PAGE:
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All UFCU locations will be closed Mon, Feb 19, 2018 for Presidents' Day. Read more
By Remar Sutton, Consumer Spokesperson
In June and July the U.S. Office of Personnel Management (OPM) announced two separate data breaches that exposed the personal data of current, former, and prospective Federal employees, contractors, and family members. Those affected include individuals (particularly from 2000 and after) who were seeking certain government jobs and who had applied for a background check. Overall, the breaches may affect as many as 25.7 million people.
According to the OPM news release, the stolen information includes Social Security numbers; residency and educational history; employment history; information about immediate family and other personal and business acquaintances; health, criminal, and financial history, and other details. If you or a family member belongs to a potentially affected group, here are steps you can take to protect yourself. Even if you are not affected, staying vigilant and taking steps to protect your personal and financial information is important
The OPM has sent out notifications to those impacted by the breach announced in June. As of late July, the OPM website indicates that the agency has not yet sent out notifications for those affected by the July announcement. The notices will contain information about identity theft monitoring and restoration services in which you will automatically be enrolled and instructions for enrolling in other services.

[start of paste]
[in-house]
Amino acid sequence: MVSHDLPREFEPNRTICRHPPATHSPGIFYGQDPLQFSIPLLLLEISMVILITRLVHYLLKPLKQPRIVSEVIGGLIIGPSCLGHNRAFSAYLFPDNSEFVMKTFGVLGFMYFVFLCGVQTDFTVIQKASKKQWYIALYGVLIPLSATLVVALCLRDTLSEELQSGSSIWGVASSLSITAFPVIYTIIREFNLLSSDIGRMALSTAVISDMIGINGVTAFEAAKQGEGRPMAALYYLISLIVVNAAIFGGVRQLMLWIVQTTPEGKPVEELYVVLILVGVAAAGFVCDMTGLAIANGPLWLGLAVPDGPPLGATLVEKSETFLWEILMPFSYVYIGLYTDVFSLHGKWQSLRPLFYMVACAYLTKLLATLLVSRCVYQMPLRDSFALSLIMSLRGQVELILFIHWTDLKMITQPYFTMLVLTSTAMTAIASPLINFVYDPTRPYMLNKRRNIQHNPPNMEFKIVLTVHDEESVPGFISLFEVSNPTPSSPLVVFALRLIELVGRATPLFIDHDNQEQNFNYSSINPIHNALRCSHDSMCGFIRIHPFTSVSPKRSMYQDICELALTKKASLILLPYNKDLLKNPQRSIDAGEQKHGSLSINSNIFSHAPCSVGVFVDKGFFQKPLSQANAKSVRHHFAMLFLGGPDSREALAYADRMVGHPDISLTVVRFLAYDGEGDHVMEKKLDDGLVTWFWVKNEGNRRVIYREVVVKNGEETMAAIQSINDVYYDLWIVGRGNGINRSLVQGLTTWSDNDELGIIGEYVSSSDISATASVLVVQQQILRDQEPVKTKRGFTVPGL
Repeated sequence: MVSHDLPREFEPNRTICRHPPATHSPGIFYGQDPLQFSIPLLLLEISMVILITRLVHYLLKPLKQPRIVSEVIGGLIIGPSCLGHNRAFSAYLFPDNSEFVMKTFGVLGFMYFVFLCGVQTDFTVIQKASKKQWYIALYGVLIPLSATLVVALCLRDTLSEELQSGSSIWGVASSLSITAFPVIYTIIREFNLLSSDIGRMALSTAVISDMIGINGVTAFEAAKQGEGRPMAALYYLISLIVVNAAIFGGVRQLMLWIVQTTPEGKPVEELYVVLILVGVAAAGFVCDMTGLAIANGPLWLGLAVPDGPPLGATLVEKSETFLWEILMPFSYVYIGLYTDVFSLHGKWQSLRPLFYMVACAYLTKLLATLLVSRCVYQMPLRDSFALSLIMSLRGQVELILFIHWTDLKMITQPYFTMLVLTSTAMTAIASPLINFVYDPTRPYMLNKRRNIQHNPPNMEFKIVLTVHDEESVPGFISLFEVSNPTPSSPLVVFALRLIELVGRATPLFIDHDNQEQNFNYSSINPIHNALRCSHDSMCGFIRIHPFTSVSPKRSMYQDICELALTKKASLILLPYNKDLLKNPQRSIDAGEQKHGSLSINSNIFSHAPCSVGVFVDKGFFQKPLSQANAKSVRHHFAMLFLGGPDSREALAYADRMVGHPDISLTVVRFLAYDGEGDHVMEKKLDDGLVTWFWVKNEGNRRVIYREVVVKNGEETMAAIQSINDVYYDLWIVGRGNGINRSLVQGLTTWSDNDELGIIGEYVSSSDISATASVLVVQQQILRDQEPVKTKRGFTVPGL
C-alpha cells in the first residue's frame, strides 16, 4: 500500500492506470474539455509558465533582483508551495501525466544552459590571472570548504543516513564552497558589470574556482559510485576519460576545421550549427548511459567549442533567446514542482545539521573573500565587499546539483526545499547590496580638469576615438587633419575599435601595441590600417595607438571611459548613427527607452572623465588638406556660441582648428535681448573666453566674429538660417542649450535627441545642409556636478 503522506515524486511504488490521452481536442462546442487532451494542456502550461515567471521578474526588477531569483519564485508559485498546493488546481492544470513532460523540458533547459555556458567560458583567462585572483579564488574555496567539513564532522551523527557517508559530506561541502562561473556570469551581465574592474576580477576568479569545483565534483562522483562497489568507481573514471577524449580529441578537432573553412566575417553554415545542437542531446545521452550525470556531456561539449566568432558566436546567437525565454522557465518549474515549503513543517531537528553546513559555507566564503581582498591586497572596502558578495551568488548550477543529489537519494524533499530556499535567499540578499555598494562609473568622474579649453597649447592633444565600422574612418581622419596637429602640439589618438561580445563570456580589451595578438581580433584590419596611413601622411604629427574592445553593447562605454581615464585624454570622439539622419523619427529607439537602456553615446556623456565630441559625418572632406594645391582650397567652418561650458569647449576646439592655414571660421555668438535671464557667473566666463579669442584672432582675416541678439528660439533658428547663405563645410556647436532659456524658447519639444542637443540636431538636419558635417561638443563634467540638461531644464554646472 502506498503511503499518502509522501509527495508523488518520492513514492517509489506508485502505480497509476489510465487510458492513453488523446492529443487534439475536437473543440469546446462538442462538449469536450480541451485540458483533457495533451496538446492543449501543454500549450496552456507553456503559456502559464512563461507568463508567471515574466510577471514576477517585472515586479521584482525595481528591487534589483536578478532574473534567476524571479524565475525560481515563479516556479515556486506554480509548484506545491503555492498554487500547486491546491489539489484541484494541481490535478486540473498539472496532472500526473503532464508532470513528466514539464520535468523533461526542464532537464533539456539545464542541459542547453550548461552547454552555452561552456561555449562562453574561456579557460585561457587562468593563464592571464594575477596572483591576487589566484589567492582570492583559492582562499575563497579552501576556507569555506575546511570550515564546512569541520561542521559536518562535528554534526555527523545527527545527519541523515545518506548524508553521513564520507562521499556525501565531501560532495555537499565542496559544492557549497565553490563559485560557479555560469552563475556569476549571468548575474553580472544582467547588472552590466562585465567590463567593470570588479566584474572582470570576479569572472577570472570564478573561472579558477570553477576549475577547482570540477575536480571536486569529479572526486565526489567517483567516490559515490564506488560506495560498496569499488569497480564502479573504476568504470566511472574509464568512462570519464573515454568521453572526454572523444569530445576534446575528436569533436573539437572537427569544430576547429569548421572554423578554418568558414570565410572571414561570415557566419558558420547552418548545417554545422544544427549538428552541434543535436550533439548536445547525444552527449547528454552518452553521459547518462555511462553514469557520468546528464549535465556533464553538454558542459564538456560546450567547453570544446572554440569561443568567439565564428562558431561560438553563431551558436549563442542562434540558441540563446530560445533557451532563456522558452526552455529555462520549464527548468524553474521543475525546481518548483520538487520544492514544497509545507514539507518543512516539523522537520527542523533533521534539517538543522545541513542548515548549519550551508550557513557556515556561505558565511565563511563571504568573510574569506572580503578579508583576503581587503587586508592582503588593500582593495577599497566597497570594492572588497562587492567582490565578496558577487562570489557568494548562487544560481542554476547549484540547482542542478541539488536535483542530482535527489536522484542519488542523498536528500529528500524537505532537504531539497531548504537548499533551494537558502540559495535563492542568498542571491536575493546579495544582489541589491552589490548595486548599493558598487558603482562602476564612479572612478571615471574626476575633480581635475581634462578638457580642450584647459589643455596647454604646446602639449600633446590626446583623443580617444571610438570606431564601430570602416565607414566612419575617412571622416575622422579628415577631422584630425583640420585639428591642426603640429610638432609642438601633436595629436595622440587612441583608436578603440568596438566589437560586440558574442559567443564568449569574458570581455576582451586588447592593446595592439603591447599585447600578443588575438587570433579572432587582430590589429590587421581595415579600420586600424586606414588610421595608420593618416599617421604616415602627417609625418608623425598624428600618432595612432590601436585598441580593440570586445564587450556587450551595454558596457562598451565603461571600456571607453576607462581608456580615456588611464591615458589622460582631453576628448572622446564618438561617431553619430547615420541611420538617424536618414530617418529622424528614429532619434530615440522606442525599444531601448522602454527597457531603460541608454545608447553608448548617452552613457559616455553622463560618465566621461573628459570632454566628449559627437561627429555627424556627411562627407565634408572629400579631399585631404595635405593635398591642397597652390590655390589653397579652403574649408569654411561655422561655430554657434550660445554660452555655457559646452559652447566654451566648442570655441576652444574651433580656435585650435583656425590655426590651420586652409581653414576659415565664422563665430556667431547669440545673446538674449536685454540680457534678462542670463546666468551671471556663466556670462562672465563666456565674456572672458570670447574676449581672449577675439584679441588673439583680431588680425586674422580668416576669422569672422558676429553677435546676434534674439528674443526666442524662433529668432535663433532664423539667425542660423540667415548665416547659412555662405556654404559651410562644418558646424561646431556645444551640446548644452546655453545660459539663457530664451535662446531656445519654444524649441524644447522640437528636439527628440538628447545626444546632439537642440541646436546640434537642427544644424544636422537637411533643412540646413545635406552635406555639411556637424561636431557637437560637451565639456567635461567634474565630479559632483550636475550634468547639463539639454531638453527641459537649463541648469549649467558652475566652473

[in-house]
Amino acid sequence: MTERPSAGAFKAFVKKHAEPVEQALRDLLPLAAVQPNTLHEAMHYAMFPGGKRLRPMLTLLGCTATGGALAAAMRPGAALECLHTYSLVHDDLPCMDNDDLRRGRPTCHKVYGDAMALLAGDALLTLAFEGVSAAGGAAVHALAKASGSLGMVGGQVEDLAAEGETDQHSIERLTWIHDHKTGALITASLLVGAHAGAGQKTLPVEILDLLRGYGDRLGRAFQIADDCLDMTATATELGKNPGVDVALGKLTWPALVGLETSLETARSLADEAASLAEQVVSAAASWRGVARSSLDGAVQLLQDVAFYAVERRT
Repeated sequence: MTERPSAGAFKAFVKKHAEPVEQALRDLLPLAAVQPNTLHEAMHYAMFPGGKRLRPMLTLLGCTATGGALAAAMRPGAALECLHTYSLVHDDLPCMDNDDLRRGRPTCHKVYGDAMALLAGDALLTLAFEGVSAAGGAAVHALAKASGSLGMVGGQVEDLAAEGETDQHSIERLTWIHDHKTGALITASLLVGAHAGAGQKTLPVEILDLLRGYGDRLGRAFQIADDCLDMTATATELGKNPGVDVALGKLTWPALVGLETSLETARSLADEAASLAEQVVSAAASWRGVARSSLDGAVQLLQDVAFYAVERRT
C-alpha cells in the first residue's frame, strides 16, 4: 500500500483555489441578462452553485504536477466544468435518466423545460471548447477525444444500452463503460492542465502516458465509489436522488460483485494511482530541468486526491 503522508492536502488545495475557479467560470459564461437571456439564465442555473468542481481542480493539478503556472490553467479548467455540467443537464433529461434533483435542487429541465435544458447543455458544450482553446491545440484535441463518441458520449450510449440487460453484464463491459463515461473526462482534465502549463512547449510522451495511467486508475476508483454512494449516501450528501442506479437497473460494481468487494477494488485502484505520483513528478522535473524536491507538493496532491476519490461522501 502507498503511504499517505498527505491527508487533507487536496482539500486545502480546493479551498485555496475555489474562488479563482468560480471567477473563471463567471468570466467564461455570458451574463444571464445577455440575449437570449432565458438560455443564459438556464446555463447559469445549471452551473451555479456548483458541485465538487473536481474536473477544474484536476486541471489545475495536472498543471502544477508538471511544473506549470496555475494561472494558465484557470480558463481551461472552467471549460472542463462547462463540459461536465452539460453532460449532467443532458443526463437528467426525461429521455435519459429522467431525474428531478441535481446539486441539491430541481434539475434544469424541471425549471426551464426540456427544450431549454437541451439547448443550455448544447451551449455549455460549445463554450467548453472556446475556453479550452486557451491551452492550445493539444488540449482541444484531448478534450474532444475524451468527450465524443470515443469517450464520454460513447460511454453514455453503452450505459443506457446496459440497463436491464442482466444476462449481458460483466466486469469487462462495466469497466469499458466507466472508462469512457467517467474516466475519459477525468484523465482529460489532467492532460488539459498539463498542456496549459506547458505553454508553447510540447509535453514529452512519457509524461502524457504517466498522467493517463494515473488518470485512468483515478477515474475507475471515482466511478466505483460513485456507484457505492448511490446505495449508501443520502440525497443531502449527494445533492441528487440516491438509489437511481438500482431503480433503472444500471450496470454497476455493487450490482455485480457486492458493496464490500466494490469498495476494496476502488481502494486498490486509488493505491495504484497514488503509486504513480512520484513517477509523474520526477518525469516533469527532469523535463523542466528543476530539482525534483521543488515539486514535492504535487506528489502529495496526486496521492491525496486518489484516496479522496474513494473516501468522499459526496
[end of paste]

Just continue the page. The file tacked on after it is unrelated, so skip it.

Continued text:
Whether you are affected by these breaches or not, you should remain vigilant. Many data breaches at many organizations don’t make the headlines or even the news. Even though breach notification laws exist, notification can take some time. So be proactive.
If you become a victim, these articles detail steps to take to help you recover.
Information about OPM Cybersecurity Incidents includes a description of what happened, how you may be affected, what you can do, what OPM is doing to help, and frequently asked questions.
OPM data breach – what should you do? - from the FTC
IdentityTheft.gov provides a checklist that lists what to do right away, what to do next, and other steps.
The FTC has many Identity Theft resources including information on what to do if you are a victim and how to protect your identity.
The Privacy Rights Clearinghouse has fact sheets, alerts, videos, and quizzes about Identity Theft and Data Breaches.
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